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A Laboratory Study of “Love Your Fellow Man As Yourself”

By Shlomo Maital

Molly J. Crockett, Yale Univ.

   A recent BBC program put me on to some lovely research done by Molly J. Crockett, at Yale University, on altruism and morality. Her work was published in the Proceedings of the National Academy of Sciences.*   She is a neuroscientist who uses lab experiments and functional MRI (brain mapping) to study moral behavior.

     In her lab, subjects administer small electric shocks to others and to themselves, for payment. Here is the main, surprising finding:

     “In two studies we show that most people valued others’ pain more than their own pain. This was evident in a willingness to pay more to reduce others’ pain than their own and a requirement for more compensation to increase others’ pain relative to their own. …… Our results provide evidence for a circumstance in which people care more for others than themselves.”

   In our synagogue we are studying philosopher Martin Buber’s pathbreaking book I and Thou, published in 1923 in German and in 1937 in English. In it Buber examines in deep philosophical terms our intimate relationship with God and with others.   “Thou”, archaic English used often for God, fails to capture the German “Du”, which is ‘familiar’, used only for persons with whom we are closely linked, usually our age or younger, as opposed to Dir, which is formal, respectful, used for those older than us. Buber’s key point is the very personal, intimate relationship we have with God, as ‘du’.

     How is Crockett’s work related to Buber?   Apparently, she explains in her BBC interview, when we are deciding on our moral behavior (administer a small painful shock to others), we step outside ourselves, and become “Thou”. The I-Thou transforms the I, as we empathize with the person with whom we are relating, and become ‘thou’. This is proven, by fMRI visuals showing the areas of the lateral pre-frontal cortex, which in general ‘imagine’ situations and outcomes.  

     So Buber’s I-Thou is indeed the foundation of morality, except that in Crockett’s work, a key part of morality is the ability to actually BECOME our neighbor, the person with whom we are interacting. So there IS a scientific foundation to the Jewish precept of “Love they neighbor as thyself”.   This occurs, when we actually become our neighbor, stepping outside of our own selves. It is highly significant that for most people, they prefer to administer an electric shock to themselves rather than to someone else. I know I certainly would.

   By the way, Crockett’s lab experiments are done under strict ethical standards. The electric shocks are slight, short and, as the BBC interviewer mentioned, perhaps no more than briefly putting your hands under hot water.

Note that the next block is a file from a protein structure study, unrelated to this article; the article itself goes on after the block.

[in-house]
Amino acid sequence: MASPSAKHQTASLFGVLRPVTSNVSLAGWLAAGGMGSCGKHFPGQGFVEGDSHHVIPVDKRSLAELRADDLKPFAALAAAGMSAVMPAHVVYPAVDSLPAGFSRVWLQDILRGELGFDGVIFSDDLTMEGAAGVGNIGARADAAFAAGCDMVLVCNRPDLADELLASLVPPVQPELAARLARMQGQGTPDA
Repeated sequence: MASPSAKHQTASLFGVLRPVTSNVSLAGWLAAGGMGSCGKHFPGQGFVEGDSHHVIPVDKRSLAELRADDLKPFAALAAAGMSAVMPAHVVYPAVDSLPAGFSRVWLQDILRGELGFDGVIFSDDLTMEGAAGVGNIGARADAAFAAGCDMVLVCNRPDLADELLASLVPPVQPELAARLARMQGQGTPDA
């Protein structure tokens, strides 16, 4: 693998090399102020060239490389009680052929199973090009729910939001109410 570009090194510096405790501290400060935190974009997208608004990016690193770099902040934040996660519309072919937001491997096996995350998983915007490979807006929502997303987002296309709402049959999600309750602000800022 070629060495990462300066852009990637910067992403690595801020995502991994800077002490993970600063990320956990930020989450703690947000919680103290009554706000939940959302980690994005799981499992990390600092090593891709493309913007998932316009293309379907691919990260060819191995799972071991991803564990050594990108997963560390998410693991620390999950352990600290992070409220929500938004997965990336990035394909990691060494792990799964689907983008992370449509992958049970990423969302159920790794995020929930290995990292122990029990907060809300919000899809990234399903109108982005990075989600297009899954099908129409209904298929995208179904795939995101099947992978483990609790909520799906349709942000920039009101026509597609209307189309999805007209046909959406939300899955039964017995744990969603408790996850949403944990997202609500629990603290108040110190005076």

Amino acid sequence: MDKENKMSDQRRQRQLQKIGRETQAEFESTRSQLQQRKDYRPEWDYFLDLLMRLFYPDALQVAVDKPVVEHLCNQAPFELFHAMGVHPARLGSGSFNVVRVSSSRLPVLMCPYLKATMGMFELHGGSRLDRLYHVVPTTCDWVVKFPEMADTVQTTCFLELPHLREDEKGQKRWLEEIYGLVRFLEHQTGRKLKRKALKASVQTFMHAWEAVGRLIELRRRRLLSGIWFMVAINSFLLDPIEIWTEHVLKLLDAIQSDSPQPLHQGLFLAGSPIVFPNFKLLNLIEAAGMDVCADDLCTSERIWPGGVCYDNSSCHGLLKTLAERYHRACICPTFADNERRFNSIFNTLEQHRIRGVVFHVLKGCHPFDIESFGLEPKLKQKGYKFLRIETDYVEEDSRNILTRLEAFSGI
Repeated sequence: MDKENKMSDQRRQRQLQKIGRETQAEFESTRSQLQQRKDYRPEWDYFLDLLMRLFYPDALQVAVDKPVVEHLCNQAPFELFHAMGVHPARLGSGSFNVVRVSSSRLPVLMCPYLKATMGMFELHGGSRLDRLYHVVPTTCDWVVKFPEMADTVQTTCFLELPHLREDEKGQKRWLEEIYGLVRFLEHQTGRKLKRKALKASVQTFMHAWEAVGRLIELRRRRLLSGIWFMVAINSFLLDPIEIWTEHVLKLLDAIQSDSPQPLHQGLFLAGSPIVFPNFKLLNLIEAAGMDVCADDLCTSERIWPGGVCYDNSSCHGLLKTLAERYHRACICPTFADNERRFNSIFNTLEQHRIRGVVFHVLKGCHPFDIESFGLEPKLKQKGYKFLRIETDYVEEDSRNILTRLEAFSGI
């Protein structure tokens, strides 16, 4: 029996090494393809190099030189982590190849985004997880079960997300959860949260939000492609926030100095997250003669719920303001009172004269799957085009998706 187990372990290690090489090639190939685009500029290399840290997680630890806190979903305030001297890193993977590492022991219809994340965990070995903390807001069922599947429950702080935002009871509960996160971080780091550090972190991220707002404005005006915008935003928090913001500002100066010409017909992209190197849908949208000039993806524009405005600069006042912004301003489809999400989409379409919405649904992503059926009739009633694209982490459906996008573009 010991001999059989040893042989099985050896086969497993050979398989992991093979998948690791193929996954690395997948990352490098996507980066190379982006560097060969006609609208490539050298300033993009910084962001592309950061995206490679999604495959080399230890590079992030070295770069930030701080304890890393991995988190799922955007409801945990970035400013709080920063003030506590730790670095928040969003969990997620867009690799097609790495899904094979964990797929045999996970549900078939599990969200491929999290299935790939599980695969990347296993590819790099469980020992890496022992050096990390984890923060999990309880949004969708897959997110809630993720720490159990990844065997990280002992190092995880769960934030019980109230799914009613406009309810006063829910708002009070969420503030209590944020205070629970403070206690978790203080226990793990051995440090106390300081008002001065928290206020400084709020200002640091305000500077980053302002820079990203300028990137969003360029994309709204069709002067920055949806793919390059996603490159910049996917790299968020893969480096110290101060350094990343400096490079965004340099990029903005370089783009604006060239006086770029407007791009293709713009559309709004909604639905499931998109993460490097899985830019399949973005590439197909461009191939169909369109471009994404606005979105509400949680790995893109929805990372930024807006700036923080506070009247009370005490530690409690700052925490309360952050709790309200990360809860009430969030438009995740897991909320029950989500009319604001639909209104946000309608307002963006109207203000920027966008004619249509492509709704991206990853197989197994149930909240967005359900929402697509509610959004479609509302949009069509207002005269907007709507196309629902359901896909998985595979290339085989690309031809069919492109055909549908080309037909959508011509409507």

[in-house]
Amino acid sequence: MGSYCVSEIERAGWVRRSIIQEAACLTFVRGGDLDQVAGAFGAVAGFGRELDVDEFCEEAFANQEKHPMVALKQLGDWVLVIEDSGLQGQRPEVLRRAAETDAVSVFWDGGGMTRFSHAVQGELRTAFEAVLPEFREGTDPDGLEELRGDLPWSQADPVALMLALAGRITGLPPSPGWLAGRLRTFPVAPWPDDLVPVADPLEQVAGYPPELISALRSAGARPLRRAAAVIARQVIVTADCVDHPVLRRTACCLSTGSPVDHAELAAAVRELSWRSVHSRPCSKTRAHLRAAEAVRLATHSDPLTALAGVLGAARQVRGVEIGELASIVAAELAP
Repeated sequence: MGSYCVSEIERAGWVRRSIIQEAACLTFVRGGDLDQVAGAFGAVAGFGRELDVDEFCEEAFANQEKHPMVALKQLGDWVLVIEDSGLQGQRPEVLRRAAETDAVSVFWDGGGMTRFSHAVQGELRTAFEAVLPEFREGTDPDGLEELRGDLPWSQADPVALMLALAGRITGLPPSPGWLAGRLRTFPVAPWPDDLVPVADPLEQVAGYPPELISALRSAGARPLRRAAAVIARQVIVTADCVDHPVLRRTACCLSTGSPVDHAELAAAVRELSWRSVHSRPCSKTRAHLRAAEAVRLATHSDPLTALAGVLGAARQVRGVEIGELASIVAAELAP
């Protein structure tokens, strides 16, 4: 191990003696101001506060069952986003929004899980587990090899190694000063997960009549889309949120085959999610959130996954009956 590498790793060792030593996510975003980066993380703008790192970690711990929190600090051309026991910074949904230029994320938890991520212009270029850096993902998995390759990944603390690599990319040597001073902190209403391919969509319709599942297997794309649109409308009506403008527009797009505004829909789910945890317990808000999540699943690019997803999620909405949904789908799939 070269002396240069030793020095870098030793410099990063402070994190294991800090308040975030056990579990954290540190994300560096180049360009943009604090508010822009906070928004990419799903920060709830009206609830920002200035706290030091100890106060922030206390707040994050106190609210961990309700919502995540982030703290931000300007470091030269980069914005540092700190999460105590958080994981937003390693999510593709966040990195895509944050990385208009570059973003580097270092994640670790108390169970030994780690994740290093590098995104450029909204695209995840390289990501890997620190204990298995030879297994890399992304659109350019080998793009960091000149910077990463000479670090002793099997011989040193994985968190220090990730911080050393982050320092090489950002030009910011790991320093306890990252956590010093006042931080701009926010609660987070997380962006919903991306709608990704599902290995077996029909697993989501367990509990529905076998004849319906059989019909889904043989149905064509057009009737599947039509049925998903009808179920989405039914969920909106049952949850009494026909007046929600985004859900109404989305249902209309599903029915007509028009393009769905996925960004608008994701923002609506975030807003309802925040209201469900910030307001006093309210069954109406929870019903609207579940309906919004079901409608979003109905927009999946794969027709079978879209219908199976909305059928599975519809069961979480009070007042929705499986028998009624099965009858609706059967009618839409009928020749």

She has a brilliant 11 minute TED talking that is worth watching.

*Harm to others outweighs harm to self in moral decision making”. Molly J. Crockett, Zeb Kurth-Nelson, Jenifer Z. Siegel, Peter Dayan, and Raymond J. Dolan PNAS Proceedings of the National Academy of Sciences   December 2, 2014 111 (48) 17320-17325; first published November 17, 2014

 

Effective Altruism: If Only We ALL Practiced It

By Shlomo Maital

   Altruism is defined as a philosophy of doing good for others. It is an admirable change-the-world framework for living. But is it enough?   Philosopher Peter Singer (in a superb TED talk – you can look it up) proposes effective altruism – which applies evidence, logic and reason to find the most effective and efficient ways to help others.   Yes, do good – and do it in the most powerful impactful way, by carefully planning what and how you do.

     Singer’s example: a seeing eye dog costs $40,000 to train, and to teach the blind person how to make best use of it. Highly worthy. But millions in poor countries are blind, due to trachoma and cataracts – both of which are curable and fixable. You could bring sight to perhaps 200 blind people with the resources used to train one guide dog. Altruism is providing seeing eye dogs. Effective altruism is weighing the best use of those resources.

       Bill Gates and Warren Buffett have given billions to medical charities. Gates’ Foundation has saved an estimated 5 million lives – and enriched the lives of millions more – by rigidly applying effective altruism to their resources and projects, focusing on illnesses that are widespread, afflict the poor, and that can be cured or mitigated. Like malaria.

       What if millions of people worldwide would embrace altruism? And then, what if we could supply a very simple straightforward set of guidelines, about how to be efficient in our altruistic behavior? Our time, resources and energy are limited. How can we do the most good with them?   And even before asking those questions – how can the notion of ‘effective altruism’ be ‘sold’ to the masses?

         Today everything is becoming ‘evidence-based’. Perhaps doing good for others, too, should be more evidence-based.   When we combine the powerful emotion of giving, and the impactful logic of rational decision-making, the result can be immensely beneficial to humanity.

 

Blog entries written by Prof. Shlomo Maital

Shlomo Maital

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